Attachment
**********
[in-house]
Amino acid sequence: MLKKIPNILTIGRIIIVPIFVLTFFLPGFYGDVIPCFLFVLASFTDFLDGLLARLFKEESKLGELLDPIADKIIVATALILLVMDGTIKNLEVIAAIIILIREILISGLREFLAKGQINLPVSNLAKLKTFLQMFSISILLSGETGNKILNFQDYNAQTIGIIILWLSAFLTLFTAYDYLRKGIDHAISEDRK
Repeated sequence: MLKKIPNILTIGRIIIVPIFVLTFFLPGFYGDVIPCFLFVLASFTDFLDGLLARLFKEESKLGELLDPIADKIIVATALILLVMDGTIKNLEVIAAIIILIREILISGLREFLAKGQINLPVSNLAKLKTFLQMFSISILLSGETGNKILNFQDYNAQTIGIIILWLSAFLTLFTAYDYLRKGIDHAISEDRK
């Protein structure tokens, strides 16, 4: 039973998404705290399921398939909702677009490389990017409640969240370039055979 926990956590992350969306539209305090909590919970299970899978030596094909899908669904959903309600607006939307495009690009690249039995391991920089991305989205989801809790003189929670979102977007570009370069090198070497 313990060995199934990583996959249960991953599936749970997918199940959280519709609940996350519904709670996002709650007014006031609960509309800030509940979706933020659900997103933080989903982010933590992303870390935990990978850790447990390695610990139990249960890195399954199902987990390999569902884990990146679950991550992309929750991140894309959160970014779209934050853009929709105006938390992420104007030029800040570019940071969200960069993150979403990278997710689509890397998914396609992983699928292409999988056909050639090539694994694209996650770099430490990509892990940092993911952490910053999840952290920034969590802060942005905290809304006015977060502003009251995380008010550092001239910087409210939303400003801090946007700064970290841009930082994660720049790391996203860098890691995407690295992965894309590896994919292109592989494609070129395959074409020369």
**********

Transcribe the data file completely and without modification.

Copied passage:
[in-house]
Amino acid sequence: MLKKIPNILTIGRIIIVPIFVLTFFLPGFYGDVIPCFLFVLASFTDFLDGLLARLFKEESKLGELLDPIADKIIVATALILLVMDGTIKNLEVIAAIIILIREILISGLREFLAKGQINLPVSNLAKLKTFLQMFSISILLSGETGNKILNFQDYNAQTIGIIILWLSAFLTLFTAYDYLRKGIDHAISEDRK
Repeated sequence: MLKKIPNILTIGRIIIVPIFVLTFFLPGFYGDVIPCFLFVLASFTDFLDGLLARLFKEESKLGELLDPIADKIIVATALILLVMDGTIKNLEVIAAIIILIREILISGLREFLAKGQINLPVSNLAKLKTFLQMFSISILLSGETGNKILNFQDYNAQTIGIIILWLSAFLTLFTAYDYLRKGIDHAISEDRK
């Protein structure tokens, strides 16, 4: 039973998404705290399921398939909702677009490389990017409640969240370039055979 926990956590992350969306539209305090909590919970299970899978030596094909899908669904959903309600607006939307495009690009690249039995391991920089991305989205989801809790003189929670979102977007570009370069090198070497 313990060995199934990583996959249960991953599936749970997918199940959280519709609940996350519904709670996002709650007014006031609960509309800030509940979706933020659900997103933080989903982010933590992303870390935990990978850790447990390695610990139990249960890195399954199902987990390999569902884990990146679950991550992309929750991140894309959160970014779209934050853009929709105006938390992420104007030029800040570019940071969200960069993150979403990278997710689509890397998914396609992983699928292409999988056909050639090539694994694209996650770099430490990509892990940092993911952490910053999840952290920034969590802060942005905290809304006015977060502003009251995380008010550092001239910087409210939303400003801090946007700064970290841009930082994660720049790391996203860098890691995407690295992965894309590896994919292109592989494609070129395959074409020369």